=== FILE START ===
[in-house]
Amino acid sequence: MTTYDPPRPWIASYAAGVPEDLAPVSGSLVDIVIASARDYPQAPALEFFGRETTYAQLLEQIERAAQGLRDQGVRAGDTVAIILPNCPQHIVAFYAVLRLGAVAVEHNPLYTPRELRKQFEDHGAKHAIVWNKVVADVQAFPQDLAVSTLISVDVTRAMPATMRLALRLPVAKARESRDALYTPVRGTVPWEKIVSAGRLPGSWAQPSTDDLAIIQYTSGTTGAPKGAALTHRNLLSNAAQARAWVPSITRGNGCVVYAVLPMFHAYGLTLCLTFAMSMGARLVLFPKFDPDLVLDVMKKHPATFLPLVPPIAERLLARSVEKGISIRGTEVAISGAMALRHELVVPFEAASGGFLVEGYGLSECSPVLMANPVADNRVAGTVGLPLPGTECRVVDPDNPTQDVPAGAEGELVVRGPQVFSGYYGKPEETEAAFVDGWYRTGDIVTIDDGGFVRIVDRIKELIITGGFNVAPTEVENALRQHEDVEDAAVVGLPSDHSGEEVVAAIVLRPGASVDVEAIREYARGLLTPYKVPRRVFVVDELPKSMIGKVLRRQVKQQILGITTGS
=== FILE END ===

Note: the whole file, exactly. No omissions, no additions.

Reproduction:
[in-house]
Amino acid sequence: MTTYDPPRPWIASYAAGVPEDLAPVSGSLVDIVIASARDYPQAPALEFFGRETTYAQLLEQIERAAQGLRDQGVRAGDTVAIILPNCPQHIVAFYAVLRLGAVAVEHNPLYTPRELRKQFEDHGAKHAIVWNKVVADVQAFPQDLAVSTLISVDVTRAMPATMRLALRLPVAKARESRDALYTPVRGTVPWEKIVSAGRLPGSWAQPSTDDLAIIQYTSGTTGAPKGAALTHRNLLSNAAQARAWVPSITRGNGCVVYAVLPMFHAYGLTLCLTFAMSMGARLVLFPKFDPDLVLDVMKKHPATFLPLVPPIAERLLARSVEKGISIRGTEVAISGAMALRHELVVPFEAASGGFLVEGYGLSECSPVLMANPVADNRVAGTVGLPLPGTECRVVDPDNPTQDVPAGAEGELVVRGPQVFSGYYGKPEETEAAFVDGWYRTGDIVTIDDGGFVRIVDRIKELIITGGFNVAPTEVENALRQHEDVEDAAVVGLPSDHSGEEVVAAIVLRPGASVDVEAIREYARGLLTPYKVPRRVFVVDELPKSMIGKVLRRQVKQQILGITTGS